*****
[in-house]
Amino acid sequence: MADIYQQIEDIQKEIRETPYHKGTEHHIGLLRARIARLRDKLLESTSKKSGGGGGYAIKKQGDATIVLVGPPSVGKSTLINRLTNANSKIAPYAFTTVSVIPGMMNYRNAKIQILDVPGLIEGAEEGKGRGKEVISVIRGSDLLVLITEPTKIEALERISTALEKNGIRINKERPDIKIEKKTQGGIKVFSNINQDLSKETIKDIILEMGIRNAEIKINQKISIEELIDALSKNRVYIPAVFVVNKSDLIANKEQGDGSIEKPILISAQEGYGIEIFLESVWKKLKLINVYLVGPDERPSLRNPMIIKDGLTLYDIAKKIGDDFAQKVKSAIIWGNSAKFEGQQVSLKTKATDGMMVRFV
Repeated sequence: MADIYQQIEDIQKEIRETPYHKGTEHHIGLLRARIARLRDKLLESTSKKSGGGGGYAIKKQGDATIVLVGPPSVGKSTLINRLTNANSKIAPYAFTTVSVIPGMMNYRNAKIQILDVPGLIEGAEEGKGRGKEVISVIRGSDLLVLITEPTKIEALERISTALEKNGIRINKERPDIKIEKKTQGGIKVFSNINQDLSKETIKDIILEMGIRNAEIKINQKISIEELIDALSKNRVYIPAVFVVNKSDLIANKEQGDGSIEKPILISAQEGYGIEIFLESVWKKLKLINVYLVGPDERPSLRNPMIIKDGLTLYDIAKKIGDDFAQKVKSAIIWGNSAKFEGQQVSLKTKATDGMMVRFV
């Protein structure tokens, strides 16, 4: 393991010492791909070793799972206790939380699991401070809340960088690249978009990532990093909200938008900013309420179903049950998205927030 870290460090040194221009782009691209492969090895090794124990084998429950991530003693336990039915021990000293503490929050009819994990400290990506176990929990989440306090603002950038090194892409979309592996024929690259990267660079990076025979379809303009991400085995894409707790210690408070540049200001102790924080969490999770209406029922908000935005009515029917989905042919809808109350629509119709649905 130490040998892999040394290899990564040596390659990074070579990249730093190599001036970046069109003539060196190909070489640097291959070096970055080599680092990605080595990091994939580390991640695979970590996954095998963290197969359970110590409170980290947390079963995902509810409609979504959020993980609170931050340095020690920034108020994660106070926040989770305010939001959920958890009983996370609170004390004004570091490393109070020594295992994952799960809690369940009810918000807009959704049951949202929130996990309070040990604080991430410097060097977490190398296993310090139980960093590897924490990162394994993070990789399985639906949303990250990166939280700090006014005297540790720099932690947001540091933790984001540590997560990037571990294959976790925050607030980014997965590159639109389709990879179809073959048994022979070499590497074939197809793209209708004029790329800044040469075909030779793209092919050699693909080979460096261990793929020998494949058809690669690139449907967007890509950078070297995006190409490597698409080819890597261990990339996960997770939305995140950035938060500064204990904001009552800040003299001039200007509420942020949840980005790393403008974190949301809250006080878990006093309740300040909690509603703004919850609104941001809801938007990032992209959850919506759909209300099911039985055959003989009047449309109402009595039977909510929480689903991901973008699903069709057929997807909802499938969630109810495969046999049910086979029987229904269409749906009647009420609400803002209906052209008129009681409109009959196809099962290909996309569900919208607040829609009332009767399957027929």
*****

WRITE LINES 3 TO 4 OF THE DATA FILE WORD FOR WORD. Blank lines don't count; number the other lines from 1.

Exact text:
Repeated sequence: MADIYQQIEDIQKEIRETPYHKGTEHHIGLLRARIARLRDKLLESTSKKSGGGGGYAIKKQGDATIVLVGPPSVGKSTLINRLTNANSKIAPYAFTTVSVIPGMMNYRNAKIQILDVPGLIEGAEEGKGRGKEVISVIRGSDLLVLITEPTKIEALERISTALEKNGIRINKERPDIKIEKKTQGGIKVFSNINQDLSKETIKDIILEMGIRNAEIKINQKISIEELIDALSKNRVYIPAVFVVNKSDLIANKEQGDGSIEKPILISAQEGYGIEIFLESVWKKLKLINVYLVGPDERPSLRNPMIIKDGLTLYDIAKKIGDDFAQKVKSAIIWGNSAKFEGQQVSLKTKATDGMMVRFV
């Protein structure tokens, strides 16, 4: 393991010492791909070793799972206790939380699991401070809340960088690249978009990532990093909200938008900013309420179903049950998205927030 870290460090040194221009782009691209492969090895090794124990084998429950991530003693336990039915021990000293503490929050009819994990400290990506176990929990989440306090603002950038090194892409979309592996024929690259990267660079990076025979379809303009991400085995894409707790210690408070540049200001102790924080969490999770209406029922908000935005009515029917989905042919809808109350629509119709649905 130490040998892999040394290899990564040596390659990074070579990249730093190599001036970046069109003539060196190909070489640097291959070096970055080599680092990605080595990091994939580390991640695979970590996954095998963290197969359970110590409170980290947390079963995902509810409609979504959020993980609170931050340095020690920034108020994660106070926040989770305010939001959920958890009983996370609170004390004004570091490393109070020594295992994952799960809690369940009810918000807009959704049951949202929130996990309070040990604080991430410097060097977490190398296993310090139980960093590897924490990162394994993070990789399985639906949303990250990166939280700090006014005297540790720099932690947001540091933790984001540590997560990037571990294959976790925050607030980014997965590159639109389709990879179809073959048994022979070499590497074939197809793209209708004029790329800044040469075909030779793209092919050699693909080979460096261990793929020998494949058809690669690139449907967007890509950078070297995006190409490597698409080819890597261990990339996960997770939305995140950035938060500064204990904001009552800040003299001039200007509420942020949840980005790393403008974190949301809250006080878990006093309740300040909690509603703004919850609104941001809801938007990032992209959850919506759909209300099911039985055959003989009047449309109402009595039977909510929480689903991901973008699903069709057929997807909802499938969630109810495969046999049910086979029987229904269409749906009647009420609400803002209906052209008129009681409109009959196809099962290909996309569900919208607040829609009332009767399957027929």